WHAT OUR ACADEMICS NEED: AMBITION…BUT NOT THAT KIND
Finally, too few evangelical academics seem to have much ambition. Perhaps this sounds strange: the desire to hold a tenured university position, to publish with certain presses, to speak at certain scholarly conferences, to be in conversation with the movers and shakers of the guild—these seem like ambitions that are all too common. Yet true ambition, true Christian ambition, is surely based in and directed towards the upbuilding of the church, towards serving the people of God, and this is where evangelical academics often fail so signally. The impact evangelical scholars have had on the academy is, by and large, paltry, and often (as noted) confined to those areas where their contributions have been negligibly evangelical. Had the same time and energy been devoted to the building up of the saints, imagine how the church might have been transformed.
This is not to say that high-powered scholarship should be off-limits, nor that the immediate needs of the man or woman in the pew should provide the criteria by which relevance is judged; but it is to say that all theological scholarship should be done with the ultimate goal of building up the saints, confounding the opponents of the gospel, and encouraging the brethren. The highest achievement any evangelical theological scholar can attain is not membership of some elite guild but the knowledge that he or she has done work that strengthened the church and extended the kingdom of God through the local church.
The day is coming when the cultural intellectual elites of evangelicalism—the institutions and the individuals—will face a tough decision. I see the crisis coming on two separate but intimately connected fronts. The day is coming, and perhaps has already come, when, first, to believe that the Bible is the Word of God, inspired, authoritative, and utterly truthful, will be seen as a sign at best of intellectual suicide, at worst of mental illness; and, second, to articulate any form of opposition to homosexual practice will be seen as the moral equivalent of advocating white supremacy or child abuse. In such times, the choice will be clear, those who hold the Christian line will be obvious, and those who have spent their lives trying to serve both orthodoxy and the academy will find that no amount of intellectual contortionism will save them. Being associated with B. B. Warfield will be the least of their worries.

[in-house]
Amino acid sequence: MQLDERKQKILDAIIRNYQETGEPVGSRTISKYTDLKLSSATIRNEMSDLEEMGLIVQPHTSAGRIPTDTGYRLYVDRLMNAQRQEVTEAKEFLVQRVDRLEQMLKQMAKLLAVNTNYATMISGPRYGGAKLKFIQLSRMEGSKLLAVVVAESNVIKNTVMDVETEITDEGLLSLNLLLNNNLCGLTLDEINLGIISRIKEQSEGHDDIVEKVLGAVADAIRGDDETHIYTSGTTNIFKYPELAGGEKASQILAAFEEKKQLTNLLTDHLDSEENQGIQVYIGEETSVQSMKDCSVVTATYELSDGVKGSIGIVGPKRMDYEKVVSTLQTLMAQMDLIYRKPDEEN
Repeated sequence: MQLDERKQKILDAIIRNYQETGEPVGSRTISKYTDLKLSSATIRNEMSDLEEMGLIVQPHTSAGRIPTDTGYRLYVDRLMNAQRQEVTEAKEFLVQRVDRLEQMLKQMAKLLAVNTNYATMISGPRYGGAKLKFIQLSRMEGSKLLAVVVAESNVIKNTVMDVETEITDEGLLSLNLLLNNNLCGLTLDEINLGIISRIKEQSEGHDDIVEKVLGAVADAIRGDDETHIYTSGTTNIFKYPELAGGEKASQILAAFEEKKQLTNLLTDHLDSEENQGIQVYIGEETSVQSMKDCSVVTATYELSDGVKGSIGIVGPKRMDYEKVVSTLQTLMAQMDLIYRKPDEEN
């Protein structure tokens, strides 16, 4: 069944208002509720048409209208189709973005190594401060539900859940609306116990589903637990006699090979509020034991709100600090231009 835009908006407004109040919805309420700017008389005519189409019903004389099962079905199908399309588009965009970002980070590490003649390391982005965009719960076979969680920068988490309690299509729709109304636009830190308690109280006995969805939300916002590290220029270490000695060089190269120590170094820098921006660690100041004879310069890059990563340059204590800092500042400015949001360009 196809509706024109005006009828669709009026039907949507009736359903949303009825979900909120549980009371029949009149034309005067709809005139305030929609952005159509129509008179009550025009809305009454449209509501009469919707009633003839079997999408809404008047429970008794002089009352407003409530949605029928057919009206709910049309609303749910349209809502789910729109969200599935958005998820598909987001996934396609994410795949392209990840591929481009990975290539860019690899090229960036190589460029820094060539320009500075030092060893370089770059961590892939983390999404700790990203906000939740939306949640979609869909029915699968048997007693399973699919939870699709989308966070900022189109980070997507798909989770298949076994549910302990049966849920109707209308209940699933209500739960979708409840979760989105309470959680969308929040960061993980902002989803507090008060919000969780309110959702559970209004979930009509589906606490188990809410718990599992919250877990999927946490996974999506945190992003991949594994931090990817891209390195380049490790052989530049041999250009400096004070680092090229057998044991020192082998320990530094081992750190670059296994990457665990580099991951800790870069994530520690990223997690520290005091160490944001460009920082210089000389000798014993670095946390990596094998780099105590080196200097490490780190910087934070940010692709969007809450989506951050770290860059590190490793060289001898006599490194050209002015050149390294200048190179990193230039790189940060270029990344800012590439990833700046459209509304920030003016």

Years ago, Mark Noll wrote a book, The Scandal of the Evangelical Mind, in which he argued that the scandal was that there was no such thing. When it comes to evangelical scholars and scholarship, I disagree: the scandal is not that there is no mind; it is that these days there is precious little evangel.
Carl Trueman is professor of Historical Theology and Church History at Westminster Theological Seminary in Philadelphia.